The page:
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01-03-2013 | Original Article | Uitgave 2/2013

Psychological Research 2/2013

The impact of task rules on distracter processing: automatic categorization of irrelevant stimuli

Tijdschrift:
Psychological Research > Uitgave 2/2013
Auteurs:
Renate Reisenauer, Gesine Dreisbach

Abstract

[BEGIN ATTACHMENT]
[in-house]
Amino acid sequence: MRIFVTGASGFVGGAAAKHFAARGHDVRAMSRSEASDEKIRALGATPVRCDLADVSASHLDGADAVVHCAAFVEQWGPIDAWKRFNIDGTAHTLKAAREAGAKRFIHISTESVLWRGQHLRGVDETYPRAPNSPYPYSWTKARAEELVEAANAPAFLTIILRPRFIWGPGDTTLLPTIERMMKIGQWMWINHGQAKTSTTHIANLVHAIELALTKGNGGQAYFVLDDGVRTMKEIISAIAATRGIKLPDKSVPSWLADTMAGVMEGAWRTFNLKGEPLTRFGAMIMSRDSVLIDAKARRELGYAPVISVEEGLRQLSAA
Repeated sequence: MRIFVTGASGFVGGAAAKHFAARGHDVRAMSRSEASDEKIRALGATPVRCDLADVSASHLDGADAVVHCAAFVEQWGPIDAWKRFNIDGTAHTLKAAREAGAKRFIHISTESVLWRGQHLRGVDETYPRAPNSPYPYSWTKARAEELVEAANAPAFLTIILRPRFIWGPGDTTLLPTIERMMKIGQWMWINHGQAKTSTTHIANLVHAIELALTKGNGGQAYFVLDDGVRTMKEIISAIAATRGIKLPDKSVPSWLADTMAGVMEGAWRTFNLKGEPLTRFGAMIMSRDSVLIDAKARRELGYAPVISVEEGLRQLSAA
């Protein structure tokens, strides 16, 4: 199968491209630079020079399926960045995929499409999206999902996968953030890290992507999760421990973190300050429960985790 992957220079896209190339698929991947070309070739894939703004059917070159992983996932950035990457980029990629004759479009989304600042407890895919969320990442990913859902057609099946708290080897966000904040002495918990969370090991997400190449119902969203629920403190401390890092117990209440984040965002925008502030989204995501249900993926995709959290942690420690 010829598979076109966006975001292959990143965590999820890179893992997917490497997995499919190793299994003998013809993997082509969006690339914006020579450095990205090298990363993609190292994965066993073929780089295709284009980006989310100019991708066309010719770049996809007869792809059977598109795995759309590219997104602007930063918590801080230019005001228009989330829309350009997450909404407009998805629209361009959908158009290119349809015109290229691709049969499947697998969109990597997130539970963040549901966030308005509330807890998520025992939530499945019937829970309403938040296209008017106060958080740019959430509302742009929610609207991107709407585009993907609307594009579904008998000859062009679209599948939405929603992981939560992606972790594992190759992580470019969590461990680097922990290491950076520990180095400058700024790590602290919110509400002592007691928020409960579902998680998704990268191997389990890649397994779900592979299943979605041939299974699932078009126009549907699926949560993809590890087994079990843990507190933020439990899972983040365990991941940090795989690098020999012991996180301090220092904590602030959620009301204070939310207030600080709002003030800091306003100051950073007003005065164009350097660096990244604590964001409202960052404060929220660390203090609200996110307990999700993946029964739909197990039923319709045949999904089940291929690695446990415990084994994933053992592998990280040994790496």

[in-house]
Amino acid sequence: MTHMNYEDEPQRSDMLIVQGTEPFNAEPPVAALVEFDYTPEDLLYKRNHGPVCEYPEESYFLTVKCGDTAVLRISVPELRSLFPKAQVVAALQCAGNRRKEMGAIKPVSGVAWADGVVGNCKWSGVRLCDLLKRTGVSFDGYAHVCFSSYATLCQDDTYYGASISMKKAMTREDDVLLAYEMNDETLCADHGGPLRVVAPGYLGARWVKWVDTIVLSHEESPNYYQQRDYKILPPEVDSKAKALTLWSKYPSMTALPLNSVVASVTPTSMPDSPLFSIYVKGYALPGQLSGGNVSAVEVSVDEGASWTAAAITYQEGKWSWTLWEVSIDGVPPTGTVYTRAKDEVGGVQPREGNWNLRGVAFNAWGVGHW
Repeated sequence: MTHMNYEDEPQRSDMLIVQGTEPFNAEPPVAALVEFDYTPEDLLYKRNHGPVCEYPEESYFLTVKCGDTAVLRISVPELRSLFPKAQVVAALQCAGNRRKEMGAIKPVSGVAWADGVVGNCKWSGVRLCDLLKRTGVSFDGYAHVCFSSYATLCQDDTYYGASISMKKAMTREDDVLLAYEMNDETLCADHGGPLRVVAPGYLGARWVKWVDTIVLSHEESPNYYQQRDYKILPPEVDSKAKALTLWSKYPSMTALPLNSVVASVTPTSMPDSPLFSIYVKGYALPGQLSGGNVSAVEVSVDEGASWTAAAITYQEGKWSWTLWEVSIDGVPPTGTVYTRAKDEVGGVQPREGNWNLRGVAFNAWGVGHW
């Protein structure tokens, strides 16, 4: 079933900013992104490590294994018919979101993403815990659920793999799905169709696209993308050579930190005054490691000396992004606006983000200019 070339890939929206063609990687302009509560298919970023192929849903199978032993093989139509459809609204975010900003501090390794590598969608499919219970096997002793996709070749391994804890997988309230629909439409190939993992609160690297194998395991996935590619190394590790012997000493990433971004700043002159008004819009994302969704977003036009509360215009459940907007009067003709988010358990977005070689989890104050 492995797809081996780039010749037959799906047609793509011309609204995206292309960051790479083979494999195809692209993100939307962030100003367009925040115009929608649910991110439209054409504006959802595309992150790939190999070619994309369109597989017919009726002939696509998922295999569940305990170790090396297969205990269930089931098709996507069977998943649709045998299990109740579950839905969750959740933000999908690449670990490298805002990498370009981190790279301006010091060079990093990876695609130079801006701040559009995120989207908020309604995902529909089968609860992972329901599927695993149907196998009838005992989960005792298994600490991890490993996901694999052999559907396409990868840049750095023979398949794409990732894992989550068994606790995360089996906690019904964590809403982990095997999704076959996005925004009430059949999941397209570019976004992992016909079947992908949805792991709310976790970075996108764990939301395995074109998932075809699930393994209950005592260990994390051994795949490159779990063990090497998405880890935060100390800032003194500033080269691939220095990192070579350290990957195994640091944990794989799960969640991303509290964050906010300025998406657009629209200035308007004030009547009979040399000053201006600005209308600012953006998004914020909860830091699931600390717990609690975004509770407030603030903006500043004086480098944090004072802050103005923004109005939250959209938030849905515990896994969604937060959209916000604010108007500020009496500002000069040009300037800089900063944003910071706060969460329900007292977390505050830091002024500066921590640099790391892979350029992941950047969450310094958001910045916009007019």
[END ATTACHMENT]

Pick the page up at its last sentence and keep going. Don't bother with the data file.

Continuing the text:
The goal of the study was to investigate whether task rules are automatically applied to irrelevant distracters. In three experiments, subjects categorized target words which were superimposed on distracter pictures. The categorization rule was arbitrary and the distracters were not relevant at any point during the experiment. We found congruency effects for distracters that belonged to the task-relevant categories, but were never presented as target words. Responses were faster when target and distracter belonged to the same category, i.e., were mapped to the same response, than when they were mapped to different responses. Since the distracters were never responded to in the course of the experiment, interference caused by retrieval of S-R episodes cannot explain the results. Instead, we propose that even arbitrary categorization rules are applied to all suitable stimuli, including distracters. Results are taken as evidence that a currently relevant task rule enhances processing of target-related information thereby increasing interference by task related, but currently irrelevant information.

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